Good morning and happy Monday!
I am away this week so will not be updating Kindle deals very often. Beyond that it will be business as usual. That said, there are some good ones there today.
(Yesterday on the blog: How We Worshipped)
This article deals with sorrows and hope, with fear and faith.
You Are Not a Slave to Sin—Even if You Feel Like One
“Imagine yourself travelling down a long country road. Looking ahead, on one side you see a high chain link fence, and on the other you see an open field. As you drive closer, you can see people behind the fence and people in the field.” This opens quite a helpful illustration for our relationship to sin.
Making and Keeping Friends in Ministry
“Ideas of friendship will undoubtedly vary from person to person. Some may define friendship in terms of common interests, common enemies, or shared experiences. I imagine for you, like me, friendships in your own life come in all shapes and sizes. This has been the case throughout history.”
Three Signs of False Teachers
It is important to be able to spot a wolf in sheep’s clothing. “When a wolf looks at sheep, what does he see? Food. His motivation for getting close to sheep is not to care for their needs or protect them from danger; it’s to feed on them. But in order to get close to sheep, a wolf employs deceptive tactics to keep the sheep from discerning his dangerous presence before he can achieve his aims.”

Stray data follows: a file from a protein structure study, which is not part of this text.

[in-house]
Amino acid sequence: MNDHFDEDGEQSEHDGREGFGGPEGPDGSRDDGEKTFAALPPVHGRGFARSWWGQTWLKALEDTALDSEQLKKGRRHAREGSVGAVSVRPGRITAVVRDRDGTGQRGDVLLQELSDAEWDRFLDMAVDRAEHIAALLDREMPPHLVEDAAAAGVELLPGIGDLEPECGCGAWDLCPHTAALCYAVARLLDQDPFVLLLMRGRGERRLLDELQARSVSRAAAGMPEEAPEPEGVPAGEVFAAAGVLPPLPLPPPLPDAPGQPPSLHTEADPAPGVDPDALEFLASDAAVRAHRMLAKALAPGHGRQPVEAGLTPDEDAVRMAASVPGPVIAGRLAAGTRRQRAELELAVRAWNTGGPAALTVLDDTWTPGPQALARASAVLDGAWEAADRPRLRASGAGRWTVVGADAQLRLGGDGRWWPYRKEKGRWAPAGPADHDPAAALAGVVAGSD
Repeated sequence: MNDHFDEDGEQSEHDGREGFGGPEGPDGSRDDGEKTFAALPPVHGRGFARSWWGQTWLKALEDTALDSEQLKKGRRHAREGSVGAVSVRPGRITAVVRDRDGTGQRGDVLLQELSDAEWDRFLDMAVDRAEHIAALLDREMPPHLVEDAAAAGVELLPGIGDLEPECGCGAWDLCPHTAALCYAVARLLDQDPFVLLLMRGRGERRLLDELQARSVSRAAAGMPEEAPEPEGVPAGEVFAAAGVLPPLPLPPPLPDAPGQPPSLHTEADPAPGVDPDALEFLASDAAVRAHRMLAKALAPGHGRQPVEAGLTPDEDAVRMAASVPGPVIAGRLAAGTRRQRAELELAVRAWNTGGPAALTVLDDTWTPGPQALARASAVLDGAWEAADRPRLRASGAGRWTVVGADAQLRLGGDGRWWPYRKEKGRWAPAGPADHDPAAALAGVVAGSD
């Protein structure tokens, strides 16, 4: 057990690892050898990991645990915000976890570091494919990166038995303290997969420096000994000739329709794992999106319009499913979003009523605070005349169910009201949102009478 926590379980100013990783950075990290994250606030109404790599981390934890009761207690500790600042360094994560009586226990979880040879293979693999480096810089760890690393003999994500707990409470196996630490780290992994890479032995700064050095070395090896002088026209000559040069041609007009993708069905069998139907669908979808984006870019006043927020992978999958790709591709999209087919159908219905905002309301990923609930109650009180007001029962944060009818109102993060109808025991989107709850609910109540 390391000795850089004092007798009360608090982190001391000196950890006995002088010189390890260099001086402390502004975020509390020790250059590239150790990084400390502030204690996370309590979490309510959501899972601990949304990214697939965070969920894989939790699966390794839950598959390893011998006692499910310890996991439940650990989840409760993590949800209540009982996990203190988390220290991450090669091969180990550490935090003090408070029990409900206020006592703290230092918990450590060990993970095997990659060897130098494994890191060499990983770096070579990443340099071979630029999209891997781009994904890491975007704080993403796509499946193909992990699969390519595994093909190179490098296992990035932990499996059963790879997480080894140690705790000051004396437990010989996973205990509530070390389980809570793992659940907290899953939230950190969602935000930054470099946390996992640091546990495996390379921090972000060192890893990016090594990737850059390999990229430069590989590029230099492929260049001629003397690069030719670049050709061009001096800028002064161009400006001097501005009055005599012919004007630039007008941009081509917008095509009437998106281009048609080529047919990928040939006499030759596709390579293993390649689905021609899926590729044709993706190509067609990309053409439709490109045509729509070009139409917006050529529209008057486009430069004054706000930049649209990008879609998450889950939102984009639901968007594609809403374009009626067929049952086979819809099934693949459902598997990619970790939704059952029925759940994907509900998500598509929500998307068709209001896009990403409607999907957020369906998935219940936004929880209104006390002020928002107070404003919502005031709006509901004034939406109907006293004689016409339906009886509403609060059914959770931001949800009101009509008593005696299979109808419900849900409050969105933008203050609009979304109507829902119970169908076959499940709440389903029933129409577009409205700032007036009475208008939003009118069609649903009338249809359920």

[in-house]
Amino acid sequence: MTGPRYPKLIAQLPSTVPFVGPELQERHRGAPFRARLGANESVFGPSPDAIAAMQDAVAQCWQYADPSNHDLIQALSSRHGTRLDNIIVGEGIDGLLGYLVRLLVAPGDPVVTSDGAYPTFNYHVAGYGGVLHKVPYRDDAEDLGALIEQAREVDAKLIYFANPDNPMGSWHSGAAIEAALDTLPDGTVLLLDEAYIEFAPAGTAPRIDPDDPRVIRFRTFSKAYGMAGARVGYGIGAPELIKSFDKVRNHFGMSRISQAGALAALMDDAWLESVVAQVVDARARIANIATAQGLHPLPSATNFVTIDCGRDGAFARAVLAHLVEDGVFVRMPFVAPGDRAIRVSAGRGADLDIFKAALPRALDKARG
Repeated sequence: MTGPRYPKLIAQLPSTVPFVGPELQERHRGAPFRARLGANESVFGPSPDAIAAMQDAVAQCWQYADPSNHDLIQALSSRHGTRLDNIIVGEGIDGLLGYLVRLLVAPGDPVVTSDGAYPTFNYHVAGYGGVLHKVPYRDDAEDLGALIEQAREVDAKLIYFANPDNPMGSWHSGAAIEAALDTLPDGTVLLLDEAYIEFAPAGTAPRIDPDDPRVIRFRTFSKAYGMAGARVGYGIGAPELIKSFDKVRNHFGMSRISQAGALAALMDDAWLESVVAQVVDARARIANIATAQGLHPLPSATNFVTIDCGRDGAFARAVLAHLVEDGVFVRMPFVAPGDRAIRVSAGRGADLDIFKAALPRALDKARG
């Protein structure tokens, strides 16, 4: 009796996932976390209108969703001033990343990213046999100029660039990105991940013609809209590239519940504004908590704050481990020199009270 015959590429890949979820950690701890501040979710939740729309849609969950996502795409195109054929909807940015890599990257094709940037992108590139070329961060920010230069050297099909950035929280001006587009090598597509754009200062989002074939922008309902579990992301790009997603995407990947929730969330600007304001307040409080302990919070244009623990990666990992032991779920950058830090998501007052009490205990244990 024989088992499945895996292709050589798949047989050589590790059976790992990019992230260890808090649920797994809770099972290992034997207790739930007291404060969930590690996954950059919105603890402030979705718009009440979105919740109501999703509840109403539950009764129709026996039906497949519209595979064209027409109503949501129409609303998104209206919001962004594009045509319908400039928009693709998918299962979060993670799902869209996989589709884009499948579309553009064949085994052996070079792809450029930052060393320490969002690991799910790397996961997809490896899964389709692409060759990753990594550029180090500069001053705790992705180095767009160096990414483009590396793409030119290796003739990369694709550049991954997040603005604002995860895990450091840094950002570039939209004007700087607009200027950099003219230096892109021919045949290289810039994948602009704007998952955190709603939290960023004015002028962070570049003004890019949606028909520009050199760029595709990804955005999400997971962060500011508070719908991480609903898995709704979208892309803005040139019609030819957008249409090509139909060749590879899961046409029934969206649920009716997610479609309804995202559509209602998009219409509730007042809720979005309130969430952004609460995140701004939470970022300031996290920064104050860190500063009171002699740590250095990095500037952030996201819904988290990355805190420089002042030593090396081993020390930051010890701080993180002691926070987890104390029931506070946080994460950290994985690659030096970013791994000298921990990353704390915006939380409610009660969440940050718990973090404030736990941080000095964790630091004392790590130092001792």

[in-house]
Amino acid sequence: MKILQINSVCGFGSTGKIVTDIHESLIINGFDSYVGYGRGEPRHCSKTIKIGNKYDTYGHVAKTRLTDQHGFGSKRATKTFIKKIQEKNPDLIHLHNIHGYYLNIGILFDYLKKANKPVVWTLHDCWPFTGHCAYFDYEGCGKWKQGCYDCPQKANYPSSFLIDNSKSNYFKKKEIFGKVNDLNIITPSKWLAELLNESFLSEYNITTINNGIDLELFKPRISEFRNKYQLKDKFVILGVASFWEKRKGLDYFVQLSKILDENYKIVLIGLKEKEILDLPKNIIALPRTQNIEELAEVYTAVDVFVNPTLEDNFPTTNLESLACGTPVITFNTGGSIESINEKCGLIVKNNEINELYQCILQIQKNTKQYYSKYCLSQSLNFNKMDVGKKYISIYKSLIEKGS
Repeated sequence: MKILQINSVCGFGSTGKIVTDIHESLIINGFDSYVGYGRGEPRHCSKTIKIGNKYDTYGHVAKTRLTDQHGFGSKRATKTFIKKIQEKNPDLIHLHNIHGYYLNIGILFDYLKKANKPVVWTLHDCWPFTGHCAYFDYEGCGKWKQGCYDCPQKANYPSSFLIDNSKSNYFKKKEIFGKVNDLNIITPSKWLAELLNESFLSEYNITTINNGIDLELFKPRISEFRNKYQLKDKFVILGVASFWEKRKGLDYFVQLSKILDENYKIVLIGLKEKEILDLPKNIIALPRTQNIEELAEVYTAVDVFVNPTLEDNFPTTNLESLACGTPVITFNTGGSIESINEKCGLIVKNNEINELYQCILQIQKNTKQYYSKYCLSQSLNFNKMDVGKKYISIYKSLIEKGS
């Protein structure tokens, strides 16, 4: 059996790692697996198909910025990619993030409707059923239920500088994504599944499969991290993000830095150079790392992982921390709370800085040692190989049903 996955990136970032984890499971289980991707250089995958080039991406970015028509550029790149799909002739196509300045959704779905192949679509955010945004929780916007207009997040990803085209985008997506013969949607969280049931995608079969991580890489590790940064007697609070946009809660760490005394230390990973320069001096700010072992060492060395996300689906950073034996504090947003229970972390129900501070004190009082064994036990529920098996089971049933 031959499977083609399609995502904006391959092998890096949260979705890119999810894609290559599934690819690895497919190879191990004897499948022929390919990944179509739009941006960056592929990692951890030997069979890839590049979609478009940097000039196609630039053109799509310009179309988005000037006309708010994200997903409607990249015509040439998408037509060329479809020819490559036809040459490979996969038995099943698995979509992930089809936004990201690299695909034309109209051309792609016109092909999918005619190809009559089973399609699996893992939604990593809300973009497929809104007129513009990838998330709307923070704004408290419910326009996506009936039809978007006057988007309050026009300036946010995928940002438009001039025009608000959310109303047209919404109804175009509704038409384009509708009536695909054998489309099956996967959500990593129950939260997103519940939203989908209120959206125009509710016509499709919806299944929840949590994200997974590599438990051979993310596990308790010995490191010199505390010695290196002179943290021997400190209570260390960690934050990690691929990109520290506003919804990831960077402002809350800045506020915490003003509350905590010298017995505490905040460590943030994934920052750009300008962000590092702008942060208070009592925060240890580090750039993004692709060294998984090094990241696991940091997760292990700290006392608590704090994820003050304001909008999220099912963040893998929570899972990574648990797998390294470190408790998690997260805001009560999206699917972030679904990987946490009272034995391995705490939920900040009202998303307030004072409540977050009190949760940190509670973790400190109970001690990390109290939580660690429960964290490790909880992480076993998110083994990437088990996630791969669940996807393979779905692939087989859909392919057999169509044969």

Idols of the heart and “Vanity Fair”
CCEF has shared one of David Powlison’s classic journal articles titled “Idols of the Heart and ‘Vanity Fair.’” It’s a long read, but a rewarding one.
Isn’t Christianity just an oppressive set of rules?
“Whenever I ask someone with no experience of church what they think a Christian is, they usually tell me that they think a Christian is someone who tries to be good. Someone who follows a complex set of rules to try and obey their God. It is easy to see why people get that impression.” I’m so thankful our faith is so much more than that!
Flashback: Are You Living Worthy of the Gospel?
We need to live in such a way that we enhance the reputation of the gospel and the Christ of the gospel. We must not do anything that damages its reputation.
A passion to preach without a discipline to prepare is just a desire to perform. —H.B. Charles Jr.